Scandinavian C-ITS project to test road-surface information sharing


A major Scandinavian Cooperative ITS (C-ITS) project that is investigating the use of cloud-based systems to share road surface information is about to expand twentyfold. Volvo Cars, the Swedish Transport Administration (Trafikverket) and the Norwegian Public Roads Administration (Statens vegvesen) are working together on a project that will enable cars to share information about conditions relating to road friction, such as rain, snow and icy patches, through a cloud-based network. The research project is getting closer to real-world implementation, and is moving rapidly towards its goal of making the technology available to customers within a few years. The technology is now in place, and the testing and validation phase is about to begin. Volvo is expanding the test fleet from about 50 cars to 1,000 vehicles, with the test area broadened to include two big Scandinavian cities: Gothenburg (Sweden) and Oslo (Norway). These measures are expected to provide a more complete picture of how the system will work in real winter traffic conditions.

As well as communicating between the test vehicles, the slippery-road alert system also sends information about icy patches to road administrators, as a complement to existing road-weather measurement stations along the road. The data will help road administrators and their contractors to better plan and execute winter road maintenance and quickly address changes in road conditions. The Norwegian Public Roads Administration will also conduct an independent assessment of the system to identify additional uses for the data in aiding future winter road maintenance plans. Together with a cooperative hazard-light warning system, the slippery-road alerts are the first safety features in Volvo’s cloud-based network, which is being developed to use sophisticated communications via the mobile network, as part of the company’s aim to offer customers a fully connected experience.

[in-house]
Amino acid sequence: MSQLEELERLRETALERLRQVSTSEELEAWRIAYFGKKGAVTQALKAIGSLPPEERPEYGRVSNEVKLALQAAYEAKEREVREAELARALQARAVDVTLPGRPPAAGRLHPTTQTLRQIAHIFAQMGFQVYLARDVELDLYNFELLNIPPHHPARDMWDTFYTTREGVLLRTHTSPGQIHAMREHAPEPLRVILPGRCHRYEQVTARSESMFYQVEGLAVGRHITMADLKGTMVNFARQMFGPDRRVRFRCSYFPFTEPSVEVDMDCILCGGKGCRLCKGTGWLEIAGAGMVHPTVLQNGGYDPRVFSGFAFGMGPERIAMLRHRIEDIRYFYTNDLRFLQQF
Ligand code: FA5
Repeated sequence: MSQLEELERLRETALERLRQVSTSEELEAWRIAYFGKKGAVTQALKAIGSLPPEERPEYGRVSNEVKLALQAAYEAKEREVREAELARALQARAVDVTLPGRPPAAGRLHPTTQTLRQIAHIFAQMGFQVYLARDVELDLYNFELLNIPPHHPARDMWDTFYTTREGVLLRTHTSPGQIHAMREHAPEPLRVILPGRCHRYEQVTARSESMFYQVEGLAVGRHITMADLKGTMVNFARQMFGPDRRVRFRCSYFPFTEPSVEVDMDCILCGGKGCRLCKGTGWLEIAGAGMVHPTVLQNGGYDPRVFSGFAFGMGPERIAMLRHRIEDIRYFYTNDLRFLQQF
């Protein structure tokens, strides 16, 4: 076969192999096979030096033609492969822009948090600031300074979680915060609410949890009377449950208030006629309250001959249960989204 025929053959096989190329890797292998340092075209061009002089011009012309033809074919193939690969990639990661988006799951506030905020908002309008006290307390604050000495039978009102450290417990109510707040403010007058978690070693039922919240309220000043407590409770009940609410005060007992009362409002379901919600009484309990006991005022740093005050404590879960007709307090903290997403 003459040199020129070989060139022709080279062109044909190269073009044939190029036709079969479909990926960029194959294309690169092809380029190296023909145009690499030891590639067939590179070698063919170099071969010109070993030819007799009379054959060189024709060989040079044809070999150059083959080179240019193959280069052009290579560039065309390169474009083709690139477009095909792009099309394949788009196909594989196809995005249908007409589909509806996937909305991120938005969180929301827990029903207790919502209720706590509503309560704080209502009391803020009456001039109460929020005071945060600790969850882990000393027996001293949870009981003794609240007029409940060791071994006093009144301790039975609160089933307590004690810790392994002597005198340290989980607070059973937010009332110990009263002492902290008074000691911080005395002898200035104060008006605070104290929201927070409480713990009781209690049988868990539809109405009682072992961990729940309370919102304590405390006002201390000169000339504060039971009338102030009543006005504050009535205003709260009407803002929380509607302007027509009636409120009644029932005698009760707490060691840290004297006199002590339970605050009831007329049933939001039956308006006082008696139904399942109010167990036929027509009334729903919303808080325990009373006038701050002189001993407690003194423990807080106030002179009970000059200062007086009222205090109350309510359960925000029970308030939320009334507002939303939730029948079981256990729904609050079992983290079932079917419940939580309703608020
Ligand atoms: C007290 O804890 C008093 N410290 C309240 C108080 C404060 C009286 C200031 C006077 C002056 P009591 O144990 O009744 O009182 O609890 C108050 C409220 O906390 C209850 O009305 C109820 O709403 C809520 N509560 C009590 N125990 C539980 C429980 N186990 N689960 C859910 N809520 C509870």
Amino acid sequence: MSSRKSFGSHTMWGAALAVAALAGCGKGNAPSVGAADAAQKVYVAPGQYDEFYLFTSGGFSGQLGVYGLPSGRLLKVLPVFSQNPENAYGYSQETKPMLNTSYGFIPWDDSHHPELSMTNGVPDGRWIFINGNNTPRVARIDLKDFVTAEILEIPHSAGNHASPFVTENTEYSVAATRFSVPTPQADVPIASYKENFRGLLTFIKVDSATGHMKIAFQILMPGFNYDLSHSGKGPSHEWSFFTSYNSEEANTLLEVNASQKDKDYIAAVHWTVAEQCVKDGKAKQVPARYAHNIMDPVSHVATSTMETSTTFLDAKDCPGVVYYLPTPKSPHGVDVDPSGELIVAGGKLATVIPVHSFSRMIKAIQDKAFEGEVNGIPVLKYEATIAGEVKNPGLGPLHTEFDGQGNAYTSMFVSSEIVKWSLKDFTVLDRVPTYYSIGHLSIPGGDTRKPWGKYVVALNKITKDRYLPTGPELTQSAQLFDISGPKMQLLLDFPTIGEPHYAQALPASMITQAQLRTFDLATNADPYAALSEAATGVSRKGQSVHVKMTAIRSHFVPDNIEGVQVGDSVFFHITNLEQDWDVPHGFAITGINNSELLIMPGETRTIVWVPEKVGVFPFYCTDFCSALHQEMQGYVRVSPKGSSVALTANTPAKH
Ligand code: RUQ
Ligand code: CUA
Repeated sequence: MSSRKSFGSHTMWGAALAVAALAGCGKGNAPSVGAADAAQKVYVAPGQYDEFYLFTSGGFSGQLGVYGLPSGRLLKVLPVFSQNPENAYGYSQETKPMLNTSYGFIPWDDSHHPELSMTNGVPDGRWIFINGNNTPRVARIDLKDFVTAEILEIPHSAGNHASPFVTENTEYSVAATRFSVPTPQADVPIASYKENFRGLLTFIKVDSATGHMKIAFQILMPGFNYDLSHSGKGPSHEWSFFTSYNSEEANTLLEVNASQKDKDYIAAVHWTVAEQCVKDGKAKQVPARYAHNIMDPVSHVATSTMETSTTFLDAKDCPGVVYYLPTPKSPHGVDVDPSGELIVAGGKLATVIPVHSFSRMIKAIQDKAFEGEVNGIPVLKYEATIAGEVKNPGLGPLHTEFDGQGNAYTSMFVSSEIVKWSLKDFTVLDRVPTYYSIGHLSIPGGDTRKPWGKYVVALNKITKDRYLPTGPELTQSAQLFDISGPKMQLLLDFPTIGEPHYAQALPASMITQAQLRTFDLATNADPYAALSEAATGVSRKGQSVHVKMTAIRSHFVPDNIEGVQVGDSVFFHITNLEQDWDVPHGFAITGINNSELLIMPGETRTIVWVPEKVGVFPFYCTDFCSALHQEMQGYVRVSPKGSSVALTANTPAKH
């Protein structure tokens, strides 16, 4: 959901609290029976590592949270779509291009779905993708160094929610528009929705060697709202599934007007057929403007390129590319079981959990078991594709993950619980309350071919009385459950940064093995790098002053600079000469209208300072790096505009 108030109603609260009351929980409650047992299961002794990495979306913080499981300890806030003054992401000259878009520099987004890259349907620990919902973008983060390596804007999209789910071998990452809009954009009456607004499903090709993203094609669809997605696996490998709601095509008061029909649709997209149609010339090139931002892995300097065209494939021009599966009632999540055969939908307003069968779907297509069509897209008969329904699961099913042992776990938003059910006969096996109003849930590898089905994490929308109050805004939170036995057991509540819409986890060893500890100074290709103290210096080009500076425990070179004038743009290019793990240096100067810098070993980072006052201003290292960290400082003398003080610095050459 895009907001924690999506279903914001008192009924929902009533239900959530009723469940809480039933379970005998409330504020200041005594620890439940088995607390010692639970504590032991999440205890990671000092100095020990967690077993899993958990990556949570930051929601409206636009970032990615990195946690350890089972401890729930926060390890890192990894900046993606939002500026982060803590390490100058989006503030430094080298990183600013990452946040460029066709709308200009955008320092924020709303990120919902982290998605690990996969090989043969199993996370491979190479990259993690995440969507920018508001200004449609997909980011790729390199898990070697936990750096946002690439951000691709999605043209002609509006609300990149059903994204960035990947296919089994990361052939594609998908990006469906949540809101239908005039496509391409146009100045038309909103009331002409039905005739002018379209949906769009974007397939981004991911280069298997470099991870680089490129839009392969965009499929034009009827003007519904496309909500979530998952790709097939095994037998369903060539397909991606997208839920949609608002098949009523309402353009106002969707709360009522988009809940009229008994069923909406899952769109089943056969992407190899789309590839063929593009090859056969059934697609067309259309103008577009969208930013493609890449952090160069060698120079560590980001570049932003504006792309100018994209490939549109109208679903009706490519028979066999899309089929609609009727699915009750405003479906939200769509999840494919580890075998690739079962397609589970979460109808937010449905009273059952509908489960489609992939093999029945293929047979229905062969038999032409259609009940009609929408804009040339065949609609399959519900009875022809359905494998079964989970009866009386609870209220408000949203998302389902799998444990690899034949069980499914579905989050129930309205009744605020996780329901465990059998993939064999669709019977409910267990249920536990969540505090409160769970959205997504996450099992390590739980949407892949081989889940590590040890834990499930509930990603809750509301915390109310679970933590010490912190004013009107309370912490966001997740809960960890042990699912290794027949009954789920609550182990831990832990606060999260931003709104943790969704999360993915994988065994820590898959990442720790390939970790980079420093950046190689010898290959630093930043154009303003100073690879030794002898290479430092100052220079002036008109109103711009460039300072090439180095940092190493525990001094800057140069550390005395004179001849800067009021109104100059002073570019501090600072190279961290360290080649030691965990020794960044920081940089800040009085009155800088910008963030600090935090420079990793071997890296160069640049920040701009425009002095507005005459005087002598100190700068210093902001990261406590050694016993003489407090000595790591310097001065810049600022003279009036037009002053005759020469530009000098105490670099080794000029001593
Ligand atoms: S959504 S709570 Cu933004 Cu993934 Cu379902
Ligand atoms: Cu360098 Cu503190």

“The more information that can be shared on the road, the fewer surprises there are. And when you’re driving, surprises are what you most want to avoid,” explained Erik Israelsson, project leader for C-ITS at Volvo Cars. “In light of that, we’ve developed a slippery-road alert, which notifies drivers about icy patches and contributes to making winter road maintenance more efficient. We’re also adding a hazard-light alert, which will tell drivers if another vehicle in the area has its hazard lights on. With these first two features, we have a great platform for developing additional safety features. This is just the beginning. In the future we will have increased the exchange of vital information between vehicles, as well as between vehicles and infrastructure. There is considerable potential in this area, including safer traffic, a more comfortable drive and improved traffic flow.”

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Tom has edited Traffic Technology International (TTi) magazine and its Traffic Technology Today website since May 2014. During his time at the title, he has interviewed some of the top transportation chiefs at public agencies around the world as well as CEOs of leading multinationals and ground-breaking start-ups. Tom's earlier career saw him working on some the UK's leading consumer magazine titles. He has a law degree from the London School of Economics (LSE).